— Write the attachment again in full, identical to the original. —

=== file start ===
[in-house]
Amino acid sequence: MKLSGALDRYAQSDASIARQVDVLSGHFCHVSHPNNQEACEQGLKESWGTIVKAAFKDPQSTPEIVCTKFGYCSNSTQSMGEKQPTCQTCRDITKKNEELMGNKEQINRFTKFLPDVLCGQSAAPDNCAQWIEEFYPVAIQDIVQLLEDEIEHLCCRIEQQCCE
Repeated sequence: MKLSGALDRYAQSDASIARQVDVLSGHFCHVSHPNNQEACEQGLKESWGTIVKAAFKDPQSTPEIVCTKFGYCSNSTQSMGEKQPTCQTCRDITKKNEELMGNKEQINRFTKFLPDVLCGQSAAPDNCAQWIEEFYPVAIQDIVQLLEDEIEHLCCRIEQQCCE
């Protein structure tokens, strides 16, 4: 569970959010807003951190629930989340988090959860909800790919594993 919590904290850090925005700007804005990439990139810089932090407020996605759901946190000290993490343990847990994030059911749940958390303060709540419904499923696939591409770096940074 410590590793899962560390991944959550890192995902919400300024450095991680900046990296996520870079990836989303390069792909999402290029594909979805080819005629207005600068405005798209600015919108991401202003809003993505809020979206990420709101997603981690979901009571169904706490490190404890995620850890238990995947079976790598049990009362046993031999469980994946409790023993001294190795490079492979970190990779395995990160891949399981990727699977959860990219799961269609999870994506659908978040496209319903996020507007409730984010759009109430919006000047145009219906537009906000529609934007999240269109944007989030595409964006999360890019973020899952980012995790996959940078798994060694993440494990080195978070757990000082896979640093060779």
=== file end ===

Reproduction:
[in-house]
Amino acid sequence: MKLSGALDRYAQSDASIARQVDVLSGHFCHVSHPNNQEACEQGLKESWGTIVKAAFKDPQSTPEIVCTKFGYCSNSTQSMGEKQPTCQTCRDITKKNEELMGNKEQINRFTKFLPDVLCGQSAAPDNCAQWIEEFYPVAIQDIVQLLEDEIEHLCCRIEQQCCE
Repeated sequence: MKLSGALDRYAQSDASIARQVDVLSGHFCHVSHPNNQEACEQGLKESWGTIVKAAFKDPQSTPEIVCTKFGYCSNSTQSMGEKQPTCQTCRDITKKNEELMGNKEQINRFTKFLPDVLCGQSAAPDNCAQWIEEFYPVAIQDIVQLLEDEIEHLCCRIEQQCCE
């Protein structure tokens, strides 16, 4: 569970959010807003951190629930989340988090959860909800790919594993 919590904290850090925005700007804005990439990139810089932090407020996605759901946190000290993490343990847990994030059911749940958390303060709540419904499923696939591409770096940074 410590590793899962560390991944959550890192995902919400300024450095991680900046990296996520870079990836989303390069792909999402290029594909979805080819005629207005600068405005798209600015919108991401202003809003993505809020979206990420709101997603981690979901009571169904706490490190404890995620850890238990995947079976790598049990009362046993031999469980994946409790023993001294190795490079492979970190990779395995990160891949399981990727699977959860990219799961269609999870994506659908978040496209319903996020507007409730984010759009109430919006000047145009219906537009906000529609934007999240269109944007989030595409964006999360890019973020899952980012995790996959940078798994060694993440494990080195978070757990000082896979640093060779």